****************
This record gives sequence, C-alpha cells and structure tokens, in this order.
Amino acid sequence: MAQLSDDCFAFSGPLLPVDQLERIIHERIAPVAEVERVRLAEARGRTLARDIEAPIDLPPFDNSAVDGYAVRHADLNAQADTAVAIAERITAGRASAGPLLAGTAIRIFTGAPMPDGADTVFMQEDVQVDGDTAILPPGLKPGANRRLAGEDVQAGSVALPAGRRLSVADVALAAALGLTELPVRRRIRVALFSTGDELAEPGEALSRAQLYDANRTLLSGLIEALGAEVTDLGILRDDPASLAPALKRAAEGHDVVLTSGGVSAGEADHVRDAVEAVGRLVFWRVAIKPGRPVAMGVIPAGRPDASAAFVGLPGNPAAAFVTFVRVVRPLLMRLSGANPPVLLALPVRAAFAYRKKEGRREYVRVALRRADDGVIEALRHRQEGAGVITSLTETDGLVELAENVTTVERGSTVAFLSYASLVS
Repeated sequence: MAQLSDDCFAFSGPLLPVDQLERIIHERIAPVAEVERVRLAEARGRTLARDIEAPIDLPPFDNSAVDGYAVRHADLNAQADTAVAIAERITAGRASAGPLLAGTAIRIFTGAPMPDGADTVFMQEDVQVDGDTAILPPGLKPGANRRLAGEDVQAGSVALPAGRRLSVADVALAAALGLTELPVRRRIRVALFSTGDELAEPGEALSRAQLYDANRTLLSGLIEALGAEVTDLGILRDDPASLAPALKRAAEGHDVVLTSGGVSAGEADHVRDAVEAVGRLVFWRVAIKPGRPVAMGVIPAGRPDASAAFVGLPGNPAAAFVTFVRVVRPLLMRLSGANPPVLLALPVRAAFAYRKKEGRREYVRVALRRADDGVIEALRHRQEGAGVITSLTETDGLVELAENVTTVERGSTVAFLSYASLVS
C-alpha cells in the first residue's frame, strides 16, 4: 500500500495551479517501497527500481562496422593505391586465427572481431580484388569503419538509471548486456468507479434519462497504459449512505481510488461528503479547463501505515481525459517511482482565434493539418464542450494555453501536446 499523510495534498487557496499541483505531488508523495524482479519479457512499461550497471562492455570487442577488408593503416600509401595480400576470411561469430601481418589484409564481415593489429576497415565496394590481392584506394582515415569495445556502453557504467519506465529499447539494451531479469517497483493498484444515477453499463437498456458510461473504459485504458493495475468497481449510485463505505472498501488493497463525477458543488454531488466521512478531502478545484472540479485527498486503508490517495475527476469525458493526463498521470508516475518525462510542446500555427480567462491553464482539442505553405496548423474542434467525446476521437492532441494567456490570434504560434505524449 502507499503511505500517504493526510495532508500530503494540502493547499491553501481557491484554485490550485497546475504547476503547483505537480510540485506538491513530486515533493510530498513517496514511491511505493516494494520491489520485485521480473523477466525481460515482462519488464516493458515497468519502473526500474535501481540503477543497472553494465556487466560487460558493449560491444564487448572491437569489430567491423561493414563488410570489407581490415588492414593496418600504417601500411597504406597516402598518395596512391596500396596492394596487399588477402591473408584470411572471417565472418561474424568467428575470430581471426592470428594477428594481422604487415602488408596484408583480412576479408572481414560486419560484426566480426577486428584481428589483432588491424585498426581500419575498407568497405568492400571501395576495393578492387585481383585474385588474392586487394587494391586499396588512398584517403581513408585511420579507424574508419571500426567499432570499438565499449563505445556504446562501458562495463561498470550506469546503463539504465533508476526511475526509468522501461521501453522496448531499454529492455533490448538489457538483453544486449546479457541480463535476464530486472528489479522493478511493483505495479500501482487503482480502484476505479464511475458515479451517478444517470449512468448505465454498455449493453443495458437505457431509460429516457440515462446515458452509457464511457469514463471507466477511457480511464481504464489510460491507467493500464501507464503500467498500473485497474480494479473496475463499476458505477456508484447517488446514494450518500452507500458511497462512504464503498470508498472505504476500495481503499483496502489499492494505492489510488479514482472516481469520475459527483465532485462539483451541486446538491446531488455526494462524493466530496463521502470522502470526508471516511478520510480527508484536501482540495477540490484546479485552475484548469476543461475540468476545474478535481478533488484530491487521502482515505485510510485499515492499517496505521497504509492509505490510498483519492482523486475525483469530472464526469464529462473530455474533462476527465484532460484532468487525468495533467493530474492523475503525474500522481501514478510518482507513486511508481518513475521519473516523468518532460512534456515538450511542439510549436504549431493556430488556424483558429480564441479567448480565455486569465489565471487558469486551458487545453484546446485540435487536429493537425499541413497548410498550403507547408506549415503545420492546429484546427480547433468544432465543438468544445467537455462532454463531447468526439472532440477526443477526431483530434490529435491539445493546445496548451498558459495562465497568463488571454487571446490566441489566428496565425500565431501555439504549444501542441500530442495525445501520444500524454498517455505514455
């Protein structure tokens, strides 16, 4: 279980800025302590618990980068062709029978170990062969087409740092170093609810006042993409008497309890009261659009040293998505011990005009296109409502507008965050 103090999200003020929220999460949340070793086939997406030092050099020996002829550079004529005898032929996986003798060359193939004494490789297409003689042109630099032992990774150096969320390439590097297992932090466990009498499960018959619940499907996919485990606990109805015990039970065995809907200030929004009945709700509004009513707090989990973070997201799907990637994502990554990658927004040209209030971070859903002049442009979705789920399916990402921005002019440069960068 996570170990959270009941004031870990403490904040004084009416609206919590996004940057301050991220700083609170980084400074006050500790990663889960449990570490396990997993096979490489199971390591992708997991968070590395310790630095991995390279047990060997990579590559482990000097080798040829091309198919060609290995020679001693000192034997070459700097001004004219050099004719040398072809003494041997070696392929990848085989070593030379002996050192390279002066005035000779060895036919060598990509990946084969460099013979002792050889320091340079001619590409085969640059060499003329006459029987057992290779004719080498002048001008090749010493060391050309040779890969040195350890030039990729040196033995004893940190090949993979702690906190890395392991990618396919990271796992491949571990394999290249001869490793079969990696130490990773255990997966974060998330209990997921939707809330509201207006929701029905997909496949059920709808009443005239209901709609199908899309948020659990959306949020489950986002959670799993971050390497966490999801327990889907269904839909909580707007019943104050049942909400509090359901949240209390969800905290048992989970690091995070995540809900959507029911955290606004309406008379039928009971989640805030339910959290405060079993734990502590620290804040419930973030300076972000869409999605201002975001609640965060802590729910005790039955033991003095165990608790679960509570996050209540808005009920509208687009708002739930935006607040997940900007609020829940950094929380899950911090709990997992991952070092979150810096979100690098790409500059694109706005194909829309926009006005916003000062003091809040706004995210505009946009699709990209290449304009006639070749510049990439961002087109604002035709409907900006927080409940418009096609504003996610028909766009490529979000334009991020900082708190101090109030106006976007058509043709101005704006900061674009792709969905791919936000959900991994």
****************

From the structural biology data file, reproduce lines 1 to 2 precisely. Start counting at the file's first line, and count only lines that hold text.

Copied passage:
This record gives sequence, C-alpha cells and structure tokens, in this order.
Amino acid sequence: MAQLSDDCFAFSGPLLPVDQLERIIHERIAPVAEVERVRLAEARGRTLARDIEAPIDLPPFDNSAVDGYAVRHADLNAQADTAVAIAERITAGRASAGPLLAGTAIRIFTGAPMPDGADTVFMQEDVQVDGDTAILPPGLKPGANRRLAGEDVQAGSVALPAGRRLSVADVALAAALGLTELPVRRRIRVALFSTGDELAEPGEALSRAQLYDANRTLLSGLIEALGAEVTDLGILRDDPASLAPALKRAAEGHDVVLTSGGVSAGEADHVRDAVEAVGRLVFWRVAIKPGRPVAMGVIPAGRPDASAAFVGLPGNPAAAFVTFVRVVRPLLMRLSGANPPVLLALPVRAAFAYRKKEGRREYVRVALRRADDGVIEALRHRQEGAGVITSLTETDGLVELAENVTTVERGSTVAFLSYASLVS